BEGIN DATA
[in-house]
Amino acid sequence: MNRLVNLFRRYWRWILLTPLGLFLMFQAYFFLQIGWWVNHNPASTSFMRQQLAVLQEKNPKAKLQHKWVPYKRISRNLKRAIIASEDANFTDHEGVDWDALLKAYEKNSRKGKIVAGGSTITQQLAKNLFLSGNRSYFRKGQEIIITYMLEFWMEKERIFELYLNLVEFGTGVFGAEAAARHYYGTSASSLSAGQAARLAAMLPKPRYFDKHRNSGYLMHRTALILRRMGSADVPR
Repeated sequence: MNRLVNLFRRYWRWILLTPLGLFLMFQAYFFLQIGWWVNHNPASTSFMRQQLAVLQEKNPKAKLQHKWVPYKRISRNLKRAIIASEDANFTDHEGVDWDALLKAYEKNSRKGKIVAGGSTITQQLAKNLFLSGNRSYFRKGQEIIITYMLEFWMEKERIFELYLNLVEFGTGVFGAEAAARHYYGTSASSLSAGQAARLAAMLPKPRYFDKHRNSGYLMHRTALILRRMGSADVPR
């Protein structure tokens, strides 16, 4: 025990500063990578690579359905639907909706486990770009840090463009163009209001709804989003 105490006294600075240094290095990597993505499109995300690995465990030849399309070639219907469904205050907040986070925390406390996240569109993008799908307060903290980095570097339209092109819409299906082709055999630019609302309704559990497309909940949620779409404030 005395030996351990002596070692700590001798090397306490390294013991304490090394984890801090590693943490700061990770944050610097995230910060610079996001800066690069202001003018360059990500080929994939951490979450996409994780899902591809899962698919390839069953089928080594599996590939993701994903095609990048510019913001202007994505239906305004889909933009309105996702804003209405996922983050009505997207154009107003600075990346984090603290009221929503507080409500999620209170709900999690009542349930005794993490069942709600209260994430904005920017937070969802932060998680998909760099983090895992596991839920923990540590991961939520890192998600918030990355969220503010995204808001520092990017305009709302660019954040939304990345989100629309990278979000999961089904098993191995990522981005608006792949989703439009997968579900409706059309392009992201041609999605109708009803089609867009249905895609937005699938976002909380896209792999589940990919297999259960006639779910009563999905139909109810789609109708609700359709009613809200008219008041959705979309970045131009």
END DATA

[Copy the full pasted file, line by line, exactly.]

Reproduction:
[in-house]
Amino acid sequence: MNRLVNLFRRYWRWILLTPLGLFLMFQAYFFLQIGWWVNHNPASTSFMRQQLAVLQEKNPKAKLQHKWVPYKRISRNLKRAIIASEDANFTDHEGVDWDALLKAYEKNSRKGKIVAGGSTITQQLAKNLFLSGNRSYFRKGQEIIITYMLEFWMEKERIFELYLNLVEFGTGVFGAEAAARHYYGTSASSLSAGQAARLAAMLPKPRYFDKHRNSGYLMHRTALILRRMGSADVPR
Repeated sequence: MNRLVNLFRRYWRWILLTPLGLFLMFQAYFFLQIGWWVNHNPASTSFMRQQLAVLQEKNPKAKLQHKWVPYKRISRNLKRAIIASEDANFTDHEGVDWDALLKAYEKNSRKGKIVAGGSTITQQLAKNLFLSGNRSYFRKGQEIIITYMLEFWMEKERIFELYLNLVEFGTGVFGAEAAARHYYGTSASSLSAGQAARLAAMLPKPRYFDKHRNSGYLMHRTALILRRMGSADVPR
């Protein structure tokens, strides 16, 4: 025990500063990578690579359905639907909706486990770009840090463009163009209001709804989003 105490006294600075240094290095990597993505499109995300690995465990030849399309070639219907469904205050907040986070925390406390996240569109993008799908307060903290980095570097339209092109819409299906082709055999630019609302309704559990497309909940949620779409404030 005395030996351990002596070692700590001798090397306490390294013991304490090394984890801090590693943490700061990770944050610097995230910060610079996001800066690069202001003018360059990500080929994939951490979450996409994780899902591809899962698919390839069953089928080594599996590939993701994903095609990048510019913001202007994505239906305004889909933009309105996702804003209405996922983050009505997207154009107003600075990346984090603290009221929503507080409500999620209170709900999690009542349930005794993490069942709600209260994430904005920017937070969802932060998680998909760099983090895992596991839920923990540590991961939520890192998600918030990355969220503010995204808001520092990017305009709302660019954040939304990345989100629309990278979000999961089904098993191995990522981005608006792949989703439009997968579900409706059309392009992201041609999605109708009803089609867009249905895609937005699938976002909380896209792999589940990919297999259960006639779910009563999905139909109810789609109708609700359709009613809200008219008041959705979309970045131009």